Two weeks before the federal elections , an unthinkable trend just a few months ago has been consolidated in all the polls in Germany: the SPD Social Democrats , with their candidate for Chancellor Olaf Scholz at the helm, comfortably lead the projections ahead of the conservative union of the CDU-CSU , by Armin Laschet, and the eco-liberals of Los Verdes, by Annalena Baerbock .
An average of the polls carried out since last weekend gives the following arithmetic: the SPD moves between 25 and 27% of the votes ; secondly, the conservatives of the CDU-CSU appear with a range of between 19 and 25%; in third place, and practically out of the race for electoral victory, the eco-liberals of Los Verdes with a voting intention that ranges between 15 and 17%. The liberal-conservatives of the FDP (9.5 – 13%), the extreme right of Alternative for Germany (11 – 12%) and the coalition of post-communists and ex-social democrats of the Left (6%) would close the federal Parliament.
On this occasion, it is also striking that the column that gathers the vote of other parties – those that do not exceed 3% or if they approach the 5% threshold necessary to enter the Bundestag – is especially relevant: some polls give up to 10 % intention to all those little matches together.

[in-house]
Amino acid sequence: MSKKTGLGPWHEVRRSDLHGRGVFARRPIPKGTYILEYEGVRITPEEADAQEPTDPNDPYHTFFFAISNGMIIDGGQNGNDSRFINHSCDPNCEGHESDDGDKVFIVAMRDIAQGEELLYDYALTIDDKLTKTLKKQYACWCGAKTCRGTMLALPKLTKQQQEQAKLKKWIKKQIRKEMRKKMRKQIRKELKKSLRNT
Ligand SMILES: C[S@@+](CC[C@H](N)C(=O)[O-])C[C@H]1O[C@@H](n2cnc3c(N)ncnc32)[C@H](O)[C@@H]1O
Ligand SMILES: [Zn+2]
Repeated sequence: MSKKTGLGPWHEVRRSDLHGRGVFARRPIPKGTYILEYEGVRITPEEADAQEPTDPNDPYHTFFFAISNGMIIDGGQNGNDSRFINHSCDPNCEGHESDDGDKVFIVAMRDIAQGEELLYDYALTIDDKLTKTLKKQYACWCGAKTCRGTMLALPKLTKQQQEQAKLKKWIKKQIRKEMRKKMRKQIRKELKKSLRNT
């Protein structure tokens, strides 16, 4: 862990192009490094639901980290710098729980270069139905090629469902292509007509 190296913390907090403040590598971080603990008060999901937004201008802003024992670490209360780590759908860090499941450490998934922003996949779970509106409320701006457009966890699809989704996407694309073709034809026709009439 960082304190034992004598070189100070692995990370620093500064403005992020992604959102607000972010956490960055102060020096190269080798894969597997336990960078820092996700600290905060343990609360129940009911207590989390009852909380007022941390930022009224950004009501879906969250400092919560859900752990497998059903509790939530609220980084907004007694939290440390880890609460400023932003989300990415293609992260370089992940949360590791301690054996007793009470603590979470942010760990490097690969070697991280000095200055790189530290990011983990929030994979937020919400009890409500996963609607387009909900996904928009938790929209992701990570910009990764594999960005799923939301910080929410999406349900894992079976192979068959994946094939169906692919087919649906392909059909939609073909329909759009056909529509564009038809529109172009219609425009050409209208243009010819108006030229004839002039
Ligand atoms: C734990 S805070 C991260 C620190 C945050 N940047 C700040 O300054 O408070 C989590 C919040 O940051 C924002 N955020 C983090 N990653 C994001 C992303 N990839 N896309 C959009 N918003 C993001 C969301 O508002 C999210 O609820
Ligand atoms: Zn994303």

In any case, this electoral panorama will leave a parliamentary arch marked by fragmentation and by the dwarfing of the two great traditional forces of the Federal Republic (CDU-CSU and SPD), which are already unable to exceed 30% of the votes that they receive. allow to rely on only one party to form solid governments . The next German federal government will be, barring surprise, a tripartite for the first time in history.
The coalition game is thus enormous and tough negotiations are foreseen after the elections that can last for months. If the social democratic victory projected by the polls is consummated, and with the current projections, the SPD will be able to choose between: a coalition with the Greens and the FDP (called the “Traffic Light Coalition”, after the colors of the parties), a tripartite center -left with the Greens and the Left, or even a Grand Coalition with the CDU- CSU enlarged with the FDP.
For the Christian Democratic candidate, Armin Laschet, –with popularity ratings on the ground– would have the option of becoming chancellor with the support of the Greens and the liberals of the FDP (“Jamaica Coalition”, due to the similarity with the colors of the flag of that country), even if he is unable to win the election.